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The Red Report 2021 - Cam Bedrosian

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The other former Angels reliever on the roster

MLB: Texas Rangers at Los Angeles Angels Pool Photo-USA TODAY Sports

Fast Facts

  • Born: October 2nd, 1991 (Age 29)
  • Son of former Cy Young Award winner Steve Bedrosian.
  • Middle name is Rock.

Organizational History

  • Drafted by the Los Angeles Angels in the first round, 29th overall in 2010.
  • Debuted June 3rd, 2014.
  • Was non-tendered by the Angels on October 3rd, 2020.
  • Signed a minor league contract with the Cincinnati Reds on February 16th.

Career Stats

Scouting Report

oh no
Source: Baseball Savant

The Good Stuff

Projections

Source: FanGraphs

Outlook

Cam Bedrosian might have only gotten a minor league deal from the Reds, but that doesn’t mean he’s a longshot to make the Opening Day roster. In four of the last five years— one of which was admittedly a 2020 season that consisted of fewer than 15 innings — Bedrosian has finished with a FIP under 4.00. After a pair of shaky seasons to start his career, he found his footing in 2016 and held opponents to just a 1.12 ERA and 2.13 FIP over 40.1 innings. None of the subsequent seasons lived up to that high standard, during which he set a career high in strikeout percentage (31.5%), delivered his second-lowest walk rate of his career (8.6%), and allowed just a single home run, but he’s still been plenty effective. His ERA went up to 4.43 in 2017, but has dropped every year since. He’s also been pretty durable, landing on the IL just three times total for things like finger tendinitis, a forearm strain and an adductor strain, none of which are expected to be lingering issues in 2021.

Sound like someone who should have gotten a big league deal? I think so too. A big reason he didn’t, though, might lay in one of those tables up there. In that 2016 season that saw him have so much success, he was averaging 95.9 mph with his fastball. The very next year, it was down two full ticks, and by the time 2020 rolled around it had dropped another two ticks. Teams behave extremely cautiously when it comes to falling velocity — just ask Brad Hand, one of baseball’s elite relievers of the last five years, yet who settled for a lesser deal than expected due in part to a downward trend in his radar readings over the last two seasons. Add a funny-sounding injury to declining heat in his fastball, and it’s not all that surprising Bedrosian’s market never reached a boiling point.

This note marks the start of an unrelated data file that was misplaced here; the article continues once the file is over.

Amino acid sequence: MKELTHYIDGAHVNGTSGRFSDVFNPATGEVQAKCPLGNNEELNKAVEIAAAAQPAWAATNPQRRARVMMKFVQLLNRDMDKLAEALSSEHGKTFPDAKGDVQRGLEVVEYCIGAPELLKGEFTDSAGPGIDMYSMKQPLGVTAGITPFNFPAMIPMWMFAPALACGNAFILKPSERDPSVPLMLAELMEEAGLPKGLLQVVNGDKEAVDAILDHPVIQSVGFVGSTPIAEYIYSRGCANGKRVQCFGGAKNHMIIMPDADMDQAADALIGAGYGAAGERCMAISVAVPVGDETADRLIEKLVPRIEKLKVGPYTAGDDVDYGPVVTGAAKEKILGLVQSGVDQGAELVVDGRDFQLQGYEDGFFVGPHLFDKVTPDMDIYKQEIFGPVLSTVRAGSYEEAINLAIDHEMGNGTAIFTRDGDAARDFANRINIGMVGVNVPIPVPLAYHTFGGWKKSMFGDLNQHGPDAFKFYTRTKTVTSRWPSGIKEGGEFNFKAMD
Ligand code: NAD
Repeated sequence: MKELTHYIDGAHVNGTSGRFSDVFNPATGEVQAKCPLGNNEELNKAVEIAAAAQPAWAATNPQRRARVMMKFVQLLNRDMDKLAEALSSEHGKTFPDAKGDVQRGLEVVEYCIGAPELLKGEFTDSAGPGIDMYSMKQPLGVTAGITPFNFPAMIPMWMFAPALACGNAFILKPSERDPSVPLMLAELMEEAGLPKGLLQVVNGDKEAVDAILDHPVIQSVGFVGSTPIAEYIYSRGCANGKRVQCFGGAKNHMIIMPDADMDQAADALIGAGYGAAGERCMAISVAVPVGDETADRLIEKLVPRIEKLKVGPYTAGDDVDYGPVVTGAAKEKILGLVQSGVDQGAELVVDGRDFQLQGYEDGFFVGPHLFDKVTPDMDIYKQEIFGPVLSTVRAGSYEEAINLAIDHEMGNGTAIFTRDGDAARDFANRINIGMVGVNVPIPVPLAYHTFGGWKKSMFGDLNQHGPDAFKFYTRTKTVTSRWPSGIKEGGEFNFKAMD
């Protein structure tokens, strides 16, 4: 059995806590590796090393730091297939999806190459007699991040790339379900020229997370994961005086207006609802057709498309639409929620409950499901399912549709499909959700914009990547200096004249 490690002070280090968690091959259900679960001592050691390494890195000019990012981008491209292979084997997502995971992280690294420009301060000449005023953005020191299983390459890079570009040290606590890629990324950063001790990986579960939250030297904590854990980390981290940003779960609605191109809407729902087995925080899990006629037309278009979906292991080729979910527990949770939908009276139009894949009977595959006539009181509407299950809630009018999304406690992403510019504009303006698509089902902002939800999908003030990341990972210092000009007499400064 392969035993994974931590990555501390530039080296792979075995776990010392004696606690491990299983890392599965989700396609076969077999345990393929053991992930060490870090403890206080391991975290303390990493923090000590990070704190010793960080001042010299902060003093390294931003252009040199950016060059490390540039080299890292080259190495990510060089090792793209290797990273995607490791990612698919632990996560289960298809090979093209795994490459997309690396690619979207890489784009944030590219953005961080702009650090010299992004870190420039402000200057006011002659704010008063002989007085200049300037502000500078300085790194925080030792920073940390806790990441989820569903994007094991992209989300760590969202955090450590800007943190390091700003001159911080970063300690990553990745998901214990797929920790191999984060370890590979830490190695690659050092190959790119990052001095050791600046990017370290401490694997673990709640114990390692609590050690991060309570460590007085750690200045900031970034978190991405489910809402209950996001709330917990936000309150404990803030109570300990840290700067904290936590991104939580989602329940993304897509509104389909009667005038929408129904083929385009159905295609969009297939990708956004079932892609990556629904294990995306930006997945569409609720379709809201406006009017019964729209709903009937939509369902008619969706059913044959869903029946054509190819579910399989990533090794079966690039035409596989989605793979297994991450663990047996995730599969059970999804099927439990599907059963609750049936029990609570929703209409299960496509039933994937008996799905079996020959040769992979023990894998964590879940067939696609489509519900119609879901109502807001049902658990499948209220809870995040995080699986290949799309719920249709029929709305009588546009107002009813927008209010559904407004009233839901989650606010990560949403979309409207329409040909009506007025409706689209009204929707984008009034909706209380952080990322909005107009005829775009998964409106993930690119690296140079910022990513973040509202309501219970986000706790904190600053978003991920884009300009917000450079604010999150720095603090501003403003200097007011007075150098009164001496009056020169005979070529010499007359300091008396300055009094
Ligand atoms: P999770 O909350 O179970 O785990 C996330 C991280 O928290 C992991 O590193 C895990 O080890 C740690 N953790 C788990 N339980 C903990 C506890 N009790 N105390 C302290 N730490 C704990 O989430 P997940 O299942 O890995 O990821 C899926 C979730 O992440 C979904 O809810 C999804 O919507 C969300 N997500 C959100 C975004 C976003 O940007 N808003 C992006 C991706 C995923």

As I discussed with regards to Sean Doolittle, though, a pitcher’s loss of velocity isn’t quite as scary if they prove they can pitch effectively in spite of it. Bedrosian, to this point, has done that. As his Statcast percentiles above show, he was working in the 73rd percentile in xwOBA as recently as 2019, despite throwing much slower than he was just a few seasons prior. He’s also maintained his well above-average spin throughout his career, and in 2020, was showing the most perceived rise of his career with his fastball. In fact, only four pitchers had more vertical movement on their four-seamer, and they were four of last year’s best arms: Trevor Bauer, James Karinchak, Walker Buehler and Liam Hendriks.

His slider is similarly impressive. Its vertical break is 7.2 inches above average, the seventh-best mark in the majors. I know I showed a couple of them above, but I really want to look at another one.

If you aren’t going to spend money on established high-end talent at the back of your bullpen, I suppose loading up on cheap players who have elite movement isn’t the worst back-up plan. Bedrosian comes with another perk in that he doesn’t have much of a platoon split — lefties hit him a little harder, but he also strikes out more of them, which helps his FIP against opposite-handed hitters (3.61) match up almost exactly with his FIP against righties (3.59). And before his ground ball rate tanked in the small sample 2020 season, it had run above 47% in three of the previous four years, the return of which would help him a good deal when pitching inside Great American Ball Park.

Bedrosian isn’t as likely to make the Opening Day bullpen as his former teammate Noe Ramirez or Doolittle, but he should have a very good chance. After Amir Garrett and Lucas Sims, it’s hard to think of anyone else who is either more experienced or easily deserves high priority. His biggest hurdle could be guys who are out of options such as Sal Romano, Jose De Leon and Jeff Hoffman, as Dan Szymborski noted at the time he was signed. But between his track record and qualities like spin and movement that the Reds are known to covet, I’d be surprised if the team didn’t find a way to get him onto the staff.